Welcome to the Brodersen Lab
Small RNAs in plants: fundamental regulators of gene expression
Small silencing RNAs are the hallmark of a collection of gene regulatory mechanisms known as RNA silencing. In RNA silencing, the small (20-30 nucleotide long) RNAs act as specificity determinants that use base pairing to guide repressive protein complexes to complementary RNA molecules. This simple, versatile mehanism is of tremendous importance in regulation of mRNAs important for plant and animal development and stress responses, particularly via a specific class of small RNAs called microRNAs (miRNAs).
In plants and animals, small RNA based mechanisms are also at the heart of epigenetic silencing mechanisms that act to limit transposon activity and thereby contribute to the maintenance of genome stability. In a related process, RNA silencing is also being employed as an RNA based immune system to combat infections by RNA viruses in plants and insects. It is an important objective of our research to understand how the RNA silencing mechanism is coupled to protein-based sensing of pathogens via immune receptors. This project is starting January 2014, and is supported by a Sapere Aude grant from the Danish Council for Independent Research. More details about this project can be found at my Sapere Aude home page.
Our group also maintains a strong focus on understanding the mechanistic basis of miRNA function in plants. We make extensive use of genetic screens coupled to next-generation DNA sequencing to identify new components involved in discrete steps of the pathway. We also employ biochemical methods to study protein complexes with important functions in the pathway. We have previously shown that a miRNA effector complex is associated with a membrane compartment, and are studying how the membrane association occurs and what its functional role is. We are also interested in elucidating how miRNAs bring about translational repression of mRNA in plants, and understanding the relation of this mode of regulation to mRNA degradation.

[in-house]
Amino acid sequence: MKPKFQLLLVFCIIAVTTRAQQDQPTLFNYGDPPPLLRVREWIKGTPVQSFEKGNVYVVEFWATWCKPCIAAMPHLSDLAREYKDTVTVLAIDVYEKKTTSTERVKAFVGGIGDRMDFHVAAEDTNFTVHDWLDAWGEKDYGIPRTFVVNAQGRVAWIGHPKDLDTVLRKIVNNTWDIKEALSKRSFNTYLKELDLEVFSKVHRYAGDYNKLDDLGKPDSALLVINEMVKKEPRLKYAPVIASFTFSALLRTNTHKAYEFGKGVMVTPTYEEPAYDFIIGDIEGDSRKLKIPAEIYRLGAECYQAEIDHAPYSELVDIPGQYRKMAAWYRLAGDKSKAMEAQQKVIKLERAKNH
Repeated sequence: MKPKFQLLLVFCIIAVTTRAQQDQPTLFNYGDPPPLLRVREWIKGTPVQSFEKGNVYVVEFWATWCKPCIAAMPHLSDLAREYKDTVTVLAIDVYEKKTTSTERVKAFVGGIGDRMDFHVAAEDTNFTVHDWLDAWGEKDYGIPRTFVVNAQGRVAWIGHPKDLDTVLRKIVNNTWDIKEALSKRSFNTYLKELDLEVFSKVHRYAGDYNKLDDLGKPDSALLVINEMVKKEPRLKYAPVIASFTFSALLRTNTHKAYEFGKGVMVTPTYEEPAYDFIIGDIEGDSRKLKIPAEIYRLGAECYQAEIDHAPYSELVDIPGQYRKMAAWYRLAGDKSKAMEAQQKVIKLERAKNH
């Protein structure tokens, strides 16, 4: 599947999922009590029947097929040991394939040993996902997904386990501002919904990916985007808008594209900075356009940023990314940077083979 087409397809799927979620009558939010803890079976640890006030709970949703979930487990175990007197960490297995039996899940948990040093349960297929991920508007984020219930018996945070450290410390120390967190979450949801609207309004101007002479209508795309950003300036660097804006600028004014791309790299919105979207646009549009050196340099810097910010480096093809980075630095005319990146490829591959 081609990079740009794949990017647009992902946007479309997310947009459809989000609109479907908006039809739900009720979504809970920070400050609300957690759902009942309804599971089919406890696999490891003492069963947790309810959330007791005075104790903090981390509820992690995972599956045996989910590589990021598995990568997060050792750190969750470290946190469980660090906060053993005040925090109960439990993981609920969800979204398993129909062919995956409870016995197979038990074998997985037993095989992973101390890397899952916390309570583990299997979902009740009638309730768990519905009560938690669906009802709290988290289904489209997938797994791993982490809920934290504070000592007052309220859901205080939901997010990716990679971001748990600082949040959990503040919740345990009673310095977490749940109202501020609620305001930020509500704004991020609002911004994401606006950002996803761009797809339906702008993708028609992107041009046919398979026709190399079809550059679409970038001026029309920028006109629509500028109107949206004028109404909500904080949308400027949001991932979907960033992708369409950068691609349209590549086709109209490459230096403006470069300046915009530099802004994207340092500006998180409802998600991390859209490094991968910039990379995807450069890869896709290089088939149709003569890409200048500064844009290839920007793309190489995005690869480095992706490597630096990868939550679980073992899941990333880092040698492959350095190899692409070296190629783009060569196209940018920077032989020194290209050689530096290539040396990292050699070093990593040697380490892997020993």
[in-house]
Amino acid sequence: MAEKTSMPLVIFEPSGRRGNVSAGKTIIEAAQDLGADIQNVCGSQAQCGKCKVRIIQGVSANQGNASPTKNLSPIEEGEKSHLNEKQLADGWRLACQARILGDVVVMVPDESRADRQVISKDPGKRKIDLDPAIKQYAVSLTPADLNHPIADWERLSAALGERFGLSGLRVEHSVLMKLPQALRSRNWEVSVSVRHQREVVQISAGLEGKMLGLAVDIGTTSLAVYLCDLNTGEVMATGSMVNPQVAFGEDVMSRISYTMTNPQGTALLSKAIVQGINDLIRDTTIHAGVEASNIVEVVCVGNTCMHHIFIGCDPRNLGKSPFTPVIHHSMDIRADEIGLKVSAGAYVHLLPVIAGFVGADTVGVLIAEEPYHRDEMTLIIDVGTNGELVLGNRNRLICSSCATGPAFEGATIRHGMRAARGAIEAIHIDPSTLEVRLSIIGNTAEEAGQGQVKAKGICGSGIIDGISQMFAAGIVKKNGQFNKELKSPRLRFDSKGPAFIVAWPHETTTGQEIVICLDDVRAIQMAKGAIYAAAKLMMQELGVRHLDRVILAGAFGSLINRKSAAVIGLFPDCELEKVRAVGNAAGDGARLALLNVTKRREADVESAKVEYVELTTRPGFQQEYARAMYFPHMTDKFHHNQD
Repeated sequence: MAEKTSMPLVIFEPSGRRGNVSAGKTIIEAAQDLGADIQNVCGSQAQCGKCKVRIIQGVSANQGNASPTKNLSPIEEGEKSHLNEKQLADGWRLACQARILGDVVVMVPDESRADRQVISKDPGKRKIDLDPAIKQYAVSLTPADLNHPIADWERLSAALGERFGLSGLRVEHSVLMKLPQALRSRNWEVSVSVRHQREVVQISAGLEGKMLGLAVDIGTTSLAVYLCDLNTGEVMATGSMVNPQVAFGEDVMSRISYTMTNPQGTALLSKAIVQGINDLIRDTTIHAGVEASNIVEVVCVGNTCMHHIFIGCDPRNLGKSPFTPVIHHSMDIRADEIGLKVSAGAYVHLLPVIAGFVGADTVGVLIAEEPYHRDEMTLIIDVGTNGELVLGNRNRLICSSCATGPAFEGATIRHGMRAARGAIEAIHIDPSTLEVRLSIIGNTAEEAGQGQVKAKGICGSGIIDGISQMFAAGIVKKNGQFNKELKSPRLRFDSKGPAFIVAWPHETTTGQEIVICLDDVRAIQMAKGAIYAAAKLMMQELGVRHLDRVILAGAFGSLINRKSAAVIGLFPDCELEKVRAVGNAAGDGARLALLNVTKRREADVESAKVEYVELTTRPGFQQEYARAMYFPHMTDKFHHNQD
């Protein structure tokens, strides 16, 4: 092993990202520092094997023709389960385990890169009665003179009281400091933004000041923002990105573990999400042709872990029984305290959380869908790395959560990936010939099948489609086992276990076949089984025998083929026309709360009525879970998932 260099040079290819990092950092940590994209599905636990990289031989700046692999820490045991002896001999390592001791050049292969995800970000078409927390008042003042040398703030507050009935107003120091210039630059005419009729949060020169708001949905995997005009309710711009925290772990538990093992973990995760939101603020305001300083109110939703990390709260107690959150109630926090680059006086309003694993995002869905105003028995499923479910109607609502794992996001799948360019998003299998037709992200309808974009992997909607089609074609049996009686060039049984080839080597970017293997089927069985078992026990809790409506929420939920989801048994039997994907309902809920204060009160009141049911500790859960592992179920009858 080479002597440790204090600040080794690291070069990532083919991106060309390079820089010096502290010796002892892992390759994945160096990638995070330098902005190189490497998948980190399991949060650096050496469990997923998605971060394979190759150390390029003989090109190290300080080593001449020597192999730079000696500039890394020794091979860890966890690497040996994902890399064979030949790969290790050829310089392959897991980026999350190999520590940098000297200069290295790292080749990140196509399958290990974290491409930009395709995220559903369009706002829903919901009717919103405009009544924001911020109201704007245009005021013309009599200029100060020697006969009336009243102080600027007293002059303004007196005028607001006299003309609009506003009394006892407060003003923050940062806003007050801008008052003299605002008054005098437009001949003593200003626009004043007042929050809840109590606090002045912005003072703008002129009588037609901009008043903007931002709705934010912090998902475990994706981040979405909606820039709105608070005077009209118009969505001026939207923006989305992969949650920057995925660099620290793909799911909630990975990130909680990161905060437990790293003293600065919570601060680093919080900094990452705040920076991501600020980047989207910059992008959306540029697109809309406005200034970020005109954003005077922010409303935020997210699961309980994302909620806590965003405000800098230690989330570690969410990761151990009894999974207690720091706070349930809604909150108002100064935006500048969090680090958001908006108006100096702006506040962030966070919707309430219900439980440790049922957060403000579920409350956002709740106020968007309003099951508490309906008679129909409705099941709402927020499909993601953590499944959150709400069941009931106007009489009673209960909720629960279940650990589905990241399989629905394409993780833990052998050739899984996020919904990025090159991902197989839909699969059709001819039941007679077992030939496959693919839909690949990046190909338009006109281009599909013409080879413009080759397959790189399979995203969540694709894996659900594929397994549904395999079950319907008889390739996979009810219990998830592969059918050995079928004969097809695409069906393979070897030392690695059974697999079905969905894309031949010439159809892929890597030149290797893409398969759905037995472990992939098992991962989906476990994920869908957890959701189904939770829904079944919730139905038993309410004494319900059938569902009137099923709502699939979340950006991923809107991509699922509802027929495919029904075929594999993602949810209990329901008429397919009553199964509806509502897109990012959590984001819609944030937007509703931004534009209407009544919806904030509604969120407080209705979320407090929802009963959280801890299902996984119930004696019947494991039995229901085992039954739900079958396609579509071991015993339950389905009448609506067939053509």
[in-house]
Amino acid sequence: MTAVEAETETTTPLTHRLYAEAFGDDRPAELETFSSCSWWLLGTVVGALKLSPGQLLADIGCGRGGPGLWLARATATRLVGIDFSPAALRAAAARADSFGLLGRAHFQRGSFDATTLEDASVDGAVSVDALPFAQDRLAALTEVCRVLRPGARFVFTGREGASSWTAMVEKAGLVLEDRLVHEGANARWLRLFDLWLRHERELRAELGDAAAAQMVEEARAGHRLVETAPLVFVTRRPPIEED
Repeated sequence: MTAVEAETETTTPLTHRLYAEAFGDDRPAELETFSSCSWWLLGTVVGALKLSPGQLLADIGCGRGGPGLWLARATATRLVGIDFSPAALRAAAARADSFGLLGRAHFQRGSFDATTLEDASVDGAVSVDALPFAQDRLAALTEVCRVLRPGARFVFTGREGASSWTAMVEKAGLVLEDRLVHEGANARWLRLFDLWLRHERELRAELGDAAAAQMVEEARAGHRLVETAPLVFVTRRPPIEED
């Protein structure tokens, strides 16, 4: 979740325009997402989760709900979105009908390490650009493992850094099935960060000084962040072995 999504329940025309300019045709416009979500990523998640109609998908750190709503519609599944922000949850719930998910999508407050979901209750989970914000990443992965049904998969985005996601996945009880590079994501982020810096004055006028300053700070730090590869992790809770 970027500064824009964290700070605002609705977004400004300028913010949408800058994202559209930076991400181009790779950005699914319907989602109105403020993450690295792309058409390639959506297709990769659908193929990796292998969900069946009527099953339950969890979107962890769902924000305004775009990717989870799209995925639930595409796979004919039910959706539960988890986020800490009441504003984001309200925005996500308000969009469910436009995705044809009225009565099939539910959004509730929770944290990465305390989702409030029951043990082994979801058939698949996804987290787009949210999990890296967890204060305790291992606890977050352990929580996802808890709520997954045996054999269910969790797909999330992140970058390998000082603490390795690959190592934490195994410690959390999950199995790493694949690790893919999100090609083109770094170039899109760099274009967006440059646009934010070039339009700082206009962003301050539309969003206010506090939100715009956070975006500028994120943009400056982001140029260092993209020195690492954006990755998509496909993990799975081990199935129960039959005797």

The group is supported by:
Novo Nordisk Foundation
European Research Council
Danish Council for Independent Research (DFF)
Brdr Hartmann Fonden
Sjögren L, Floris M, Barghetti A, Völlmy F, Linding R, Brodersen P. Farnesylated Heat Shock Protein 40 is a component of membrane-bound RISC in Arabidopsis. J Biol Chem Sep 7, 2018. DOI: 10.1074/jbc.RA118.003887
Arribas-Hernández L, Bressendorff S, Hansen MH, Poulsen C, Erdmann S, Brodersen P. An m6A-YTH Module Controls Developmental Timing and Morphogenesis in Arabidopsis. Plant Cell. May 30, 2018. doi: 10.1105/tpc.17.00833
Heat-shock protein 40 is the key farnesylation target in meristem size control, abscisic acid signaling, and drought resistance. Barghetti A, Sjögren L, Floris M, Paredes EB, Wenkel S, Brodersen P. Genes Dev. 2017 Nov 15;31(22):2282-2295. doi: 10.1101/gad.301242.117. Epub 2017 Dec 21.
Arribas-Hernández L, Marchais A, Poulsen C, Haase B, Hauptmann J, Benes V,Meister G, Brodersen P. The slicer activity of ARGONAUTE1 is required specifically for the phasing, not production, of trans-acting short interfering RNAs in Arabidopsis. Plant Cell. 2016 July; 28 (7): 1563-1580. Epub June 27, 2016.
Branscheid A, Marchais A, Schott G, Lange H, Gagliardi D, Andersen SU, Voinnet O, Brodersen P. SKI2 mediates degradation of RISC 5′-cleavage fragments and prevents secondary siRNA production from miRNA targets in Arabidopsis. Nuc Acids Res. 2015 December 15; 43(22): 10975–10988. Epub October 12, 2015.